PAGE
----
WEDNESDAY, July 13 (HealthDay News) -- A small pilot study of wireless mobile sensors used by a group of retirees suggests the technology may be useful in detecting meaningful changes in seniors' health, researchers at Dartmouth College report.
Eight elderly residents in a continuing care community, whose average age was 85, wore the waist-mounted, two-inch sensors for 10 days while the devices continuously measured such factors as time spent walking, sitting, standing and speaking with other people. These everyday behaviors often reflect physical and psychological health and potentially predict health problems, like depression or dementia, study author Dr. Ethan M. Berke said.
Men spent 21.3 percent of their time walking and 64.4 percent stationary, the study said, while women spent 20.7 percent of their time walking and 62 percent stationary. Time spent speaking with others was linked to mental health and social interaction scores, which were compared to participants' answers on four established questionnaires on health, physical activity, depression and friendship.
The sensor data in the study correlated strongly with the results of the four questionnaires, the investigators found.
"It's an easy jump to imagine other populations using this as well," said Berke, director of the Prevention Research Center at Dartmouth's Institute for Health Policy and Clinical Practice in Lebanon, N.H. "Our ability to sense and understand the behaviors . . . has been correlated with established metrics. Certainly we need to do much larger, more robust studies to see that these [results] correlate as strongly as they do."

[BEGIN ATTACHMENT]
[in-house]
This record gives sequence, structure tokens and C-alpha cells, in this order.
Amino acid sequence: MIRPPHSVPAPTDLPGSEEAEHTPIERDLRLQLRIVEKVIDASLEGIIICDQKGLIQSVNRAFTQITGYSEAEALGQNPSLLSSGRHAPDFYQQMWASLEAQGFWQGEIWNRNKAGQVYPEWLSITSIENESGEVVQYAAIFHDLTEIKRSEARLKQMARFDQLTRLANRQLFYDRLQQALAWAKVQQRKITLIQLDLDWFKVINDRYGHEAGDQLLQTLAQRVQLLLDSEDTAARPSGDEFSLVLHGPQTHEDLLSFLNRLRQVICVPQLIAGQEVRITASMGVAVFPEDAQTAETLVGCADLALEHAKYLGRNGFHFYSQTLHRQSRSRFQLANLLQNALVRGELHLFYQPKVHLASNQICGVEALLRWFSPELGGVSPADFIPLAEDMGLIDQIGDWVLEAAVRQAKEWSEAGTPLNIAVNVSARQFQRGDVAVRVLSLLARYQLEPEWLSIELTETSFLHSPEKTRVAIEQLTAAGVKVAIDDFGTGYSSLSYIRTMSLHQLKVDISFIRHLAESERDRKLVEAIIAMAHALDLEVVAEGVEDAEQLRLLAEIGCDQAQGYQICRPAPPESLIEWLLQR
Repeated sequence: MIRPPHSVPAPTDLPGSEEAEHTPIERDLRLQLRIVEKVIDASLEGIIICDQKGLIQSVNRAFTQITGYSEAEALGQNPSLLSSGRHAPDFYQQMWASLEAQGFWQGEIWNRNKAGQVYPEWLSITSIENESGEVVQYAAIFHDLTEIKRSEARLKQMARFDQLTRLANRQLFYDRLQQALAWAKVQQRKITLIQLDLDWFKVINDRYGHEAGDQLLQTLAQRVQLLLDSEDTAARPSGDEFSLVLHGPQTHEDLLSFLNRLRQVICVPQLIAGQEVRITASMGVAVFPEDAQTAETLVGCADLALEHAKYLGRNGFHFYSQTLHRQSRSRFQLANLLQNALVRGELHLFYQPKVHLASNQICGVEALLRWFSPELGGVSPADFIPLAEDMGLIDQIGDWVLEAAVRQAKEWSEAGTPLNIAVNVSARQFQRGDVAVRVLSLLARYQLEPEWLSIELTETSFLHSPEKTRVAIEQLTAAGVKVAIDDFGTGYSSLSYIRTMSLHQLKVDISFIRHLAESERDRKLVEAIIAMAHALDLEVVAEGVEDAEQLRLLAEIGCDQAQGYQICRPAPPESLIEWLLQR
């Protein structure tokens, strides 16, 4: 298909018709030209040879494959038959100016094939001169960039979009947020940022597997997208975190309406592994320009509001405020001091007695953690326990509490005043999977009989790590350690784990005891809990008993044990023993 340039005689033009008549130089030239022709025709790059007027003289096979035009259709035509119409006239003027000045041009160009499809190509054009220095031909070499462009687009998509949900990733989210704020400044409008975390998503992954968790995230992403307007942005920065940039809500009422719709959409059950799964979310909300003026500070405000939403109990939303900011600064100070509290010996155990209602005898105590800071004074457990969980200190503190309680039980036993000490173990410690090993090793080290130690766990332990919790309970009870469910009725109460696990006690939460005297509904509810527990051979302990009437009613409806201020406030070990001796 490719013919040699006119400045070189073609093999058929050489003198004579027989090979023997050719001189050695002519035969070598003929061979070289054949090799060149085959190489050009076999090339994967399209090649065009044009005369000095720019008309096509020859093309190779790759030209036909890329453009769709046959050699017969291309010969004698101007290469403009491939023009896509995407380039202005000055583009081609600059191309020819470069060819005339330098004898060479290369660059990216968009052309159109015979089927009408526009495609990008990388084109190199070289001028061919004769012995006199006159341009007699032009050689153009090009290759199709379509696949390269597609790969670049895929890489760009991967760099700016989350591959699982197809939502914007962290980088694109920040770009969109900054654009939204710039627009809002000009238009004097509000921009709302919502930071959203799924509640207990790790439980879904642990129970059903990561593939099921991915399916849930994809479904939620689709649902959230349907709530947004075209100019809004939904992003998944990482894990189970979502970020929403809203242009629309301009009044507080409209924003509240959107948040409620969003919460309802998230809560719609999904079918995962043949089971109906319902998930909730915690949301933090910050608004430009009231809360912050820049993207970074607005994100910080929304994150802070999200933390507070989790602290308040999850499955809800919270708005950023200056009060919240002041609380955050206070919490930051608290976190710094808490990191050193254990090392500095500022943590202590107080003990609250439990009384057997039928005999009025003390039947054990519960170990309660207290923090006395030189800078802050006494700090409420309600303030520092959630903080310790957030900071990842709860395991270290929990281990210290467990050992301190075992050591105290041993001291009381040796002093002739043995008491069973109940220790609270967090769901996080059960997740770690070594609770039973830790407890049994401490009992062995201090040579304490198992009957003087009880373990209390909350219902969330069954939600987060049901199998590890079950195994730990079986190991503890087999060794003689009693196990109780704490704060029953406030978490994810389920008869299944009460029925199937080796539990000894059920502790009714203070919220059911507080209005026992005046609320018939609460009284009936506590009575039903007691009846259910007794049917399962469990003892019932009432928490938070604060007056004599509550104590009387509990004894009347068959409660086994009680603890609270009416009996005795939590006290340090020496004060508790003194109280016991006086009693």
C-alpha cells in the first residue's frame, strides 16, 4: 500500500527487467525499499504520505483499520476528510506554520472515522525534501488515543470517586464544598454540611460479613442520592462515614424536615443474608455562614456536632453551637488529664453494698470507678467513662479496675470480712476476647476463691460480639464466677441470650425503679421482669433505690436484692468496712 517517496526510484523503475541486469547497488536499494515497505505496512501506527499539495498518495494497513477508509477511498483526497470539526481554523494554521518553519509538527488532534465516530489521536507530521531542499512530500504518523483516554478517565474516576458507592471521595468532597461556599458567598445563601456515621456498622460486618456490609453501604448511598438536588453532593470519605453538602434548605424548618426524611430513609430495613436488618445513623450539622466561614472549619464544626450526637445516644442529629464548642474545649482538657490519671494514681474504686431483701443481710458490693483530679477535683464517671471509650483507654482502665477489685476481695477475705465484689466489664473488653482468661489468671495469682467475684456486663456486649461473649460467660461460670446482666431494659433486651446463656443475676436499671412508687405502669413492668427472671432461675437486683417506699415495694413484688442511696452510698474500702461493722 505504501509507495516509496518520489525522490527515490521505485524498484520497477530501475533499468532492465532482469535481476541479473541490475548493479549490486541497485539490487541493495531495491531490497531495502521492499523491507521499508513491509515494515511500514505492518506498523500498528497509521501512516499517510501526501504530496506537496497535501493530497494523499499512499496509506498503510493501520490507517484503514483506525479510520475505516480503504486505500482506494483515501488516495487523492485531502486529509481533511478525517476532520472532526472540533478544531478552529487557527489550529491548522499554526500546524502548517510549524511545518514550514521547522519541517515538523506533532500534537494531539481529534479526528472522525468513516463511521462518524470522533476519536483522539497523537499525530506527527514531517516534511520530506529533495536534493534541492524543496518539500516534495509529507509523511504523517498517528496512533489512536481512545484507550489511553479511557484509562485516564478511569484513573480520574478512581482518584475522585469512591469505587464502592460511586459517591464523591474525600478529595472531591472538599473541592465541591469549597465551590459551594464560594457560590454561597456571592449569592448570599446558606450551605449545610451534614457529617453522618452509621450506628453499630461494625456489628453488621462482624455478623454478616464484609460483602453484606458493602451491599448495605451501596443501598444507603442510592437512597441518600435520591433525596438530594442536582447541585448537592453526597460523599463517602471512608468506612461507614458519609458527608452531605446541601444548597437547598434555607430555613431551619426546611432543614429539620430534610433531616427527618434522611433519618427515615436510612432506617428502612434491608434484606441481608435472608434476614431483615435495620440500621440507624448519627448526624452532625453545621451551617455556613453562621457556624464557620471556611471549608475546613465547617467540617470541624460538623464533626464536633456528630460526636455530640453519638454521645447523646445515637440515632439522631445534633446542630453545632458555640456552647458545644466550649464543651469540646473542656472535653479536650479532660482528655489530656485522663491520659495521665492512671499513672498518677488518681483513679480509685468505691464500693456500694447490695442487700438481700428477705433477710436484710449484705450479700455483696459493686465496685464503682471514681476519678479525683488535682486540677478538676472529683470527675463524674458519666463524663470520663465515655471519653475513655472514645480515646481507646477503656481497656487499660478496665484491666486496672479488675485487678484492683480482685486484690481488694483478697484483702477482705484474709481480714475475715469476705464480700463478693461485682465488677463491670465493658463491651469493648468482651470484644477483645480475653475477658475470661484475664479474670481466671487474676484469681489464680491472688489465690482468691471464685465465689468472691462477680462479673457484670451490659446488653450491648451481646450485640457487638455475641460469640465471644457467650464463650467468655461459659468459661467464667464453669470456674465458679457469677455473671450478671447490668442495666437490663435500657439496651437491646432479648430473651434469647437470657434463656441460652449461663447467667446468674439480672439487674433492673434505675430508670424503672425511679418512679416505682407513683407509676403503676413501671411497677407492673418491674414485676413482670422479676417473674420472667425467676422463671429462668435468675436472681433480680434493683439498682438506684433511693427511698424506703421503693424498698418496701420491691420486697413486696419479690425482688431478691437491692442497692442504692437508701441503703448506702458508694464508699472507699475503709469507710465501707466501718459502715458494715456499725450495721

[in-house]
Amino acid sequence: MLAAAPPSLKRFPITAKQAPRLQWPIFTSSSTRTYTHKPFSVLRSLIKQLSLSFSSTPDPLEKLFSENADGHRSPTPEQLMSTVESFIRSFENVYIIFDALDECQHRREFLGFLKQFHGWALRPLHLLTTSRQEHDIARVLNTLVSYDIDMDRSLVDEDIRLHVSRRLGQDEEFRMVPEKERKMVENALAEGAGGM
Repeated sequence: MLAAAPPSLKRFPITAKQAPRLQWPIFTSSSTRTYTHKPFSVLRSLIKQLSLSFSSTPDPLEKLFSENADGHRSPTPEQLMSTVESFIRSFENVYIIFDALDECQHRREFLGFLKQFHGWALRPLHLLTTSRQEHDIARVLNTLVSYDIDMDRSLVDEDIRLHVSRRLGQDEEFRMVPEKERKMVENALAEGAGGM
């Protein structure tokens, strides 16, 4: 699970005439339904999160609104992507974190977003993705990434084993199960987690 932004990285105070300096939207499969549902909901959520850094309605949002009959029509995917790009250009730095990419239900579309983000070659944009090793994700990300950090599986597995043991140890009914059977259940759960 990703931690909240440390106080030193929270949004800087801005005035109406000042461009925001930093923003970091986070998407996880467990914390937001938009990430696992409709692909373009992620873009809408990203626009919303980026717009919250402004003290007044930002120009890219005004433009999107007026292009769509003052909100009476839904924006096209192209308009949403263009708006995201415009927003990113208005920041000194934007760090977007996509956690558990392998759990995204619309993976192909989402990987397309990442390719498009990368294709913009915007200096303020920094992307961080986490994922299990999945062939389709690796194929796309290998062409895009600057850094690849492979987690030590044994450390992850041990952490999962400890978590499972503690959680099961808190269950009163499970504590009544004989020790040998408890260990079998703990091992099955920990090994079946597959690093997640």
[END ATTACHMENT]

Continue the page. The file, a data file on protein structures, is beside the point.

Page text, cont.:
The study was published in the July/August issue of Annals of Family Medicine.
While the sensor used in the study was a free-standing device, most smart phones could be outfitted to detect physical activity and mental cues, Berke said. Resulting data could potentially link to patients' electronic health records, providing medical professionals an objective source of information about the patient, he added.
This objective information would eliminate the bias and recall problems people can display when answering surveys or self-reports about their activities, Berke said.
"The number one thing we heard from participants was not that the device was difficult to use -- what they talked about was how inconvenient and difficult the surveys were to fill out. But we can't draw a lot of conclusions about this. I think it shows promise . . . but to say this is better than surveys at this point is a stretch," he added.
Dr. Gisele Wolf-Klein, director of geriatric education at North Shore-Long Island Jewish Health System, agreed with Berke's assessment and said she was concerned the small study size made it difficult to make recommendations about the use of the sensors.
"I think it's an interesting technology to see what kind of factors might influence overall quality of life," she said. "I would certainly question their attempt . . . I'm not sure you could statistically interpret this extremely small number."
The AGS Foundation for Health in Aging has a wealth of information for the elderly in dealing with doctors.
SOURCES: Ethan Berke, M.D., M.P.H., director, Prevention Research Center, Dartmouth Institute for Health Policy and Clinical Practice, and assistant professor, community and family medicine, Dartmouth Medical School, Lebanon, N.H.; Gisele Wolf-Klein, M.D., director, geriatric education, North Shore-Long Island Jewish Health System, New Hyde Park, N.Y.; July/August 2011, Annals of Family Medicine
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